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This article builds on our previous article about the Mobile Design Process, digging deeper into paper prototyping and wireframing phases of app development. At the end, I’ll have a list of various tools you can use to create your wireframes and prototypes.
Interaction design for mobile is a common topic of conversation among User Experience (UX) professionals, but what about those of us who only work with UX occasionally? Many designers and developers are assigned projects that do not have the luxury of retaining a UX specialist, but are (of course) still expected to product elegant, intuitive interfaces.
Wireframing and Paper Prototyping
There has been a decent amount of discussion in the user experience community around the necessity of wireframing in web design these days, and I began to wonder “does this apply to mobile?” Are wireframes just a billable design deliverable to let the client to know we’re “working”? No, I think it is more than that. Wireframing and paper prototyping is definitely evolving as user’s online prowess and tastes become more refined, but this practice is still a very valuable component in mobile design.
Paper Prototyping Comes First
In my experience, there is a vast difference in the form and function of wireframes versus paper prototypes, even though the terms may be used interchangeably. In my mobile design process, the first thing that happens after we figure out who is using the app and how, is paper prototypes -NOT wireframes.
There are some who claim “paper is dead” and tout the benefits of digital prototyping. Others argue that pencil and paper stregthens design. Personally, I come up with more fluid layouts when I am not in front of my computer. However, we’re all individuals, with different preferences and ways of thinking. Maybe you can be just as creative in front of your computer; it’s something each designer has to figure out for themselves!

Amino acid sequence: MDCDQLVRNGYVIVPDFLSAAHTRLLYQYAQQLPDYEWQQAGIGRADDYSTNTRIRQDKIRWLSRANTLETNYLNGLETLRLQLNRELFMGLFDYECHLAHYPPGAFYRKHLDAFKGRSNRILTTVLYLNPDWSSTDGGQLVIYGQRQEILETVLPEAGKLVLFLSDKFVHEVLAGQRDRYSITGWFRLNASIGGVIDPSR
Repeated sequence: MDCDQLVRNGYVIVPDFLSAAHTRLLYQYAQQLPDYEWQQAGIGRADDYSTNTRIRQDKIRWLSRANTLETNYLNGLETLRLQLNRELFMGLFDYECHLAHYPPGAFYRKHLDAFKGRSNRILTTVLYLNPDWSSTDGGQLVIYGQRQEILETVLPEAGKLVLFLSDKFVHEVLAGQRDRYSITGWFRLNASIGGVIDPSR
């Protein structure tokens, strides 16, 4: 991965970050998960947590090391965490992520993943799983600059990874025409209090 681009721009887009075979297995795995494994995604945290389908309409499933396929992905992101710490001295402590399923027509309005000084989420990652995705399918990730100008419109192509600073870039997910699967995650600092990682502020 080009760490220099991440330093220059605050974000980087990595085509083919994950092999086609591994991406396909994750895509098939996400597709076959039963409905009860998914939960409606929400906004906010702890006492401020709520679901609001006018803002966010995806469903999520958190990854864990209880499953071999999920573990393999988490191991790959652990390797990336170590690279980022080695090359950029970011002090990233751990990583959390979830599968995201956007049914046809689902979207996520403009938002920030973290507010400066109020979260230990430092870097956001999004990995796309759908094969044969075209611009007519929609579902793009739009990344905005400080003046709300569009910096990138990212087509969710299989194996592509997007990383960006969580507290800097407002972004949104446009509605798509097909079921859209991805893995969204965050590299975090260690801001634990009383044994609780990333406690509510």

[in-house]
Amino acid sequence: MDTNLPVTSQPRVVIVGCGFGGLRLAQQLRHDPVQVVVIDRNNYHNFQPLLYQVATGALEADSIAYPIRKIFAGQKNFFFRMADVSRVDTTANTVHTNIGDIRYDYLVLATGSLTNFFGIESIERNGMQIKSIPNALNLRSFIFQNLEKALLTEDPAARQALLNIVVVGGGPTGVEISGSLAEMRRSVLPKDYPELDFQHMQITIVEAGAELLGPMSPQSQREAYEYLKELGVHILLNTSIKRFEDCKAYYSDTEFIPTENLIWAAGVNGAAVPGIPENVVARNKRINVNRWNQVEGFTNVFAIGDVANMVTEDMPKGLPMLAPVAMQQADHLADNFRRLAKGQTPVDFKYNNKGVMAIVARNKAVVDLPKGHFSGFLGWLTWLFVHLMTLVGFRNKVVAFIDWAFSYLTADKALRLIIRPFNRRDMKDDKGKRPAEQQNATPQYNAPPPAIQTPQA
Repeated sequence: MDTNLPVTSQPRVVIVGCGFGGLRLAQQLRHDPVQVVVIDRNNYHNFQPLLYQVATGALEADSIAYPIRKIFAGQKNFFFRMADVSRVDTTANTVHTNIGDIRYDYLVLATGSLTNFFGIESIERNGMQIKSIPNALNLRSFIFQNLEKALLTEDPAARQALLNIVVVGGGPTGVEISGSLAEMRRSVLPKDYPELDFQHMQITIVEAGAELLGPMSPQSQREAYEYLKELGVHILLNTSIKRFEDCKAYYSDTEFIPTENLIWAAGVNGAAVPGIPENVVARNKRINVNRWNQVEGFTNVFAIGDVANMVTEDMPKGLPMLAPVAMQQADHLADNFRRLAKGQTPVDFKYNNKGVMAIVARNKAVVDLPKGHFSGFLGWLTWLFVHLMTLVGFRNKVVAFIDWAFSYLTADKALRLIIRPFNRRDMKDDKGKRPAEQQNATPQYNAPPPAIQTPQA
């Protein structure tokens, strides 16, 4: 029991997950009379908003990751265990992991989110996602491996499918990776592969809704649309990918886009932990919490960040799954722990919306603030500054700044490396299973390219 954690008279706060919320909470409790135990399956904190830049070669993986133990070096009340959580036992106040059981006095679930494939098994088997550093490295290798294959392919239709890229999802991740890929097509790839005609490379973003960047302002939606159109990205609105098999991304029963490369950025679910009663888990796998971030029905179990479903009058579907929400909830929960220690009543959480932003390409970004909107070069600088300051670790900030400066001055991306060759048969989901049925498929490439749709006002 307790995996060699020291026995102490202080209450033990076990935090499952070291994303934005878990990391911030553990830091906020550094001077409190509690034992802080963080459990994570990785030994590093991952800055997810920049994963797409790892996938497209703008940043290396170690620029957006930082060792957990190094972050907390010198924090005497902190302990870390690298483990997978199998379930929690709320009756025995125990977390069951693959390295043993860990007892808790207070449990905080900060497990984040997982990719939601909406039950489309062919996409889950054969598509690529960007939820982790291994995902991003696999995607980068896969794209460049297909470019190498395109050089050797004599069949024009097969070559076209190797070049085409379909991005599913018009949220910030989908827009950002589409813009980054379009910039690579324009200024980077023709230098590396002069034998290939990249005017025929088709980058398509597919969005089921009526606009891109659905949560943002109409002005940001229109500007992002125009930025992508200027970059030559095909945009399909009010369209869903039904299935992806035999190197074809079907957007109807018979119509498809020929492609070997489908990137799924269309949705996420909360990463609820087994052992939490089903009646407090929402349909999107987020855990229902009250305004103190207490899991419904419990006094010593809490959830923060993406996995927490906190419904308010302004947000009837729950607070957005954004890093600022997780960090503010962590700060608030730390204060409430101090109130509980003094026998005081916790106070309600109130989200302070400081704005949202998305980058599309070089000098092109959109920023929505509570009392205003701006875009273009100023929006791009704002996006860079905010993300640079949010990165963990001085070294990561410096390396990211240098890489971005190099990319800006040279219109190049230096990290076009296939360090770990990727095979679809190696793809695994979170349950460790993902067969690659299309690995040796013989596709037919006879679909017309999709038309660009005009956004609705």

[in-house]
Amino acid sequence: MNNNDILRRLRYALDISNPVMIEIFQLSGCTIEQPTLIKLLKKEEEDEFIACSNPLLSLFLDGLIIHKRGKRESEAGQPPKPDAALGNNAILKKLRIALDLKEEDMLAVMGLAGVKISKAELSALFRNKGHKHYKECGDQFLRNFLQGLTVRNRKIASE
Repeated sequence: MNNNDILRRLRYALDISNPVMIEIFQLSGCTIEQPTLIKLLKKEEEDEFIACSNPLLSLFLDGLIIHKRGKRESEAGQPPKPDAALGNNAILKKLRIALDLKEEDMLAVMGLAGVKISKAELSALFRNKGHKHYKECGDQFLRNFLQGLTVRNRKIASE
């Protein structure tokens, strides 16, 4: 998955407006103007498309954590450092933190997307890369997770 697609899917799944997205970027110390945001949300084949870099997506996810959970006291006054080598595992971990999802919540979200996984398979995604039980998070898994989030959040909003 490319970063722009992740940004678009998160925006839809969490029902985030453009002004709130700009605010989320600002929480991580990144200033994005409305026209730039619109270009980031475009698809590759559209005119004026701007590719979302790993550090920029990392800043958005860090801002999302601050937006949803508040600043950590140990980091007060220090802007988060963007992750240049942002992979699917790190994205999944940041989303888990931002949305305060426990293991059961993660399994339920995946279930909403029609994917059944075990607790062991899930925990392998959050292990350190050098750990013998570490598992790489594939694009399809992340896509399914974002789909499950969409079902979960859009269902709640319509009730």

One thing that I love about offline paper prototyping is the speed at which you can iterate design. I use screen-sized sticky notes that can quickly be pulled off, reworked, rearranged etc. Once a flow has been established for the app, it’s time to nail down the on-screen elements in a wireframed version.
Wireframes Come Second and Must be Shared
Even if this is an app for your own internal “client”, wireframes serve as another review to make sure the app is working in a way that serves both the user and the business. You could skip the process and move straight from paper prototypes to Photoshop for GUI design. I know it’s tempting, but don’t do it! The instant you begin working in a bubble is the same time you give in to the “Curse of Knowledge”.
In the book Made to Stick, authors & brothers Chip and Dan Heath talk about the “Curse of Knowledge” and its impact on our ability to create new, “sticky” ideas. The premise as it relates to mobile design is once you start building your knowledge-base of mobile design and technology, the more you distance yourself from a “typical app user”. You can’t really imagine what it’s like to be your audience, even if you fit the profile perfectly. Your ability to put yourself in your audience’s shoes becomes clouded by everything you already know about the app, how it works and what you think the audience wants.
Once we know something, we find it hard to imagine what it was like not to know it. Our knowledge has "cursed" us. - Made to Stick
All of that is to say you must wireframe and share those wireframes with the target audience of your app.
Now that wireframing and paper prototyping within the mobile context has been defined, I’d like to outline the top five things you should be doing in your wireframing and paper prototyping sessions. It’s easy to just slap up a bunch of sketches and call it a day, especially if you’re primary focus is not user experience design.
My hope is that these tips will encourage you to take the time to think through your app’s user experience by making it an easy, step-by-step process that’s repeatable and easy to follow!
1. Focus on the Primary Task
The first thing to do before you even think about putting pen to paper is to ask yourself this question: what is your app’s primary task? Specifically write down:
(Your differentiator) (Your solution) for (Your audience).